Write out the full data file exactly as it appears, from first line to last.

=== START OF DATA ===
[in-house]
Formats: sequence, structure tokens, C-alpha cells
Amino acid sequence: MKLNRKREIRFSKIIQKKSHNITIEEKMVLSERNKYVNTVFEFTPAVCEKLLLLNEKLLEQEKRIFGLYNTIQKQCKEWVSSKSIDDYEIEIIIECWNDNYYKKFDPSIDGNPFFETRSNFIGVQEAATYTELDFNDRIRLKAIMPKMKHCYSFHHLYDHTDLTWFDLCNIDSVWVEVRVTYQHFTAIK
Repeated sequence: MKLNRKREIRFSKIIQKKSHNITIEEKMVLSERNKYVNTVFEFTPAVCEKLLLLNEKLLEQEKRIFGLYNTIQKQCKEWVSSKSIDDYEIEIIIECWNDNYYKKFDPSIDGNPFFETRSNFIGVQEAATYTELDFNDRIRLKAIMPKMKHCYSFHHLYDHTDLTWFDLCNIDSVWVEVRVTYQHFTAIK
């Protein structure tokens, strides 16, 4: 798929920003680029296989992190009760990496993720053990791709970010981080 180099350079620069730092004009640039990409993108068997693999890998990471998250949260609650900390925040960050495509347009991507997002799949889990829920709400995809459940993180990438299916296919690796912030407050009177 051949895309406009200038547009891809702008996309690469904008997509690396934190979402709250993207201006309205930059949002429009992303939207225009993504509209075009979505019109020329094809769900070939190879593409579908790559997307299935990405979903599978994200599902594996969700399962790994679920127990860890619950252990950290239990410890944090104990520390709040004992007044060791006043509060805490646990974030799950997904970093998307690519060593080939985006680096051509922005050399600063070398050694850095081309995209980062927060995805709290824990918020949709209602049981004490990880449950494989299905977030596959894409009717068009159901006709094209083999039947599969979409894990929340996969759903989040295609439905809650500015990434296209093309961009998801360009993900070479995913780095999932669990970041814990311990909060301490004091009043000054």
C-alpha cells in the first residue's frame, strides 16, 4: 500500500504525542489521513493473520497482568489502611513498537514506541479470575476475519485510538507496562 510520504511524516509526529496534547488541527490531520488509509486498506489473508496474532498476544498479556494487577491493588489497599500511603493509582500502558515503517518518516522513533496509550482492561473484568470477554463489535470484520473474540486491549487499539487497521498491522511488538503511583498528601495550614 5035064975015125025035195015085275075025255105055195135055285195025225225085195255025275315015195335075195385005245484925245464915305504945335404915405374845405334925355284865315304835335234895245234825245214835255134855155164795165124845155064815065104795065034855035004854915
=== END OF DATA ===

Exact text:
[in-house]
Formats: sequence, structure tokens, C-alpha cells
Amino acid sequence: MKLNRKREIRFSKIIQKKSHNITIEEKMVLSERNKYVNTVFEFTPAVCEKLLLLNEKLLEQEKRIFGLYNTIQKQCKEWVSSKSIDDYEIEIIIECWNDNYYKKFDPSIDGNPFFETRSNFIGVQEAATYTELDFNDRIRLKAIMPKMKHCYSFHHLYDHTDLTWFDLCNIDSVWVEVRVTYQHFTAIK
Repeated sequence: MKLNRKREIRFSKIIQKKSHNITIEEKMVLSERNKYVNTVFEFTPAVCEKLLLLNEKLLEQEKRIFGLYNTIQKQCKEWVSSKSIDDYEIEIIIECWNDNYYKKFDPSIDGNPFFETRSNFIGVQEAATYTELDFNDRIRLKAIMPKMKHCYSFHHLYDHTDLTWFDLCNIDSVWVEVRVTYQHFTAIK
């Protein structure tokens, strides 16, 4: 798929920003680029296989992190009760990496993720053990791709970010981080 180099350079620069730092004009640039990409993108068997693999890998990471998250949260609650900390925040960050495509347009991507997002799949889990829920709400995809459940993180990438299916296919690796912030407050009177 051949895309406009200038547009891809702008996309690469904008997509690396934190979402709250993207201006309205930059949002429009992303939207225009993504509209075009979505019109020329094809769900070939190879593409579908790559997307299935990405979903599978994200599902594996969700399962790994679920127990860890619950252990950290239990410890944090104990520390709040004992007044060791006043509060805490646990974030799950997904970093998307690519060593080939985006680096051509922005050399600063070398050694850095081309995209980062927060995805709290824990918020949709209602049981004490990880449950494989299905977030596959894409009717068009159901006709094209083999039947599969979409894990929340996969759903989040295609439905809650500015990434296209093309961009998801360009993900070479995913780095999932669990970041814990311990909060301490004091009043000054």
C-alpha cells in the first residue's frame, strides 16, 4: 500500500504525542489521513493473520497482568489502611513498537514506541479470575476475519485510538507496562 510520504511524516509526529496534547488541527490531520488509509486498506489473508496474532498476544498479556494487577491493588489497599500511603493509582500502558515503517518518516522513533496509550482492561473484568470477554463489535470484520473474540486491549487499539487497521498491522511488538503511583498528601495550614 5035064975015125025035195015085275075025255105055195135055285195025225225085195255025275315015195335075195385005245484925245464915305504945335404915405374845405334925355284865315304835335234895245234825245214835255134855155164795165124845155064815065104795065034855035004854915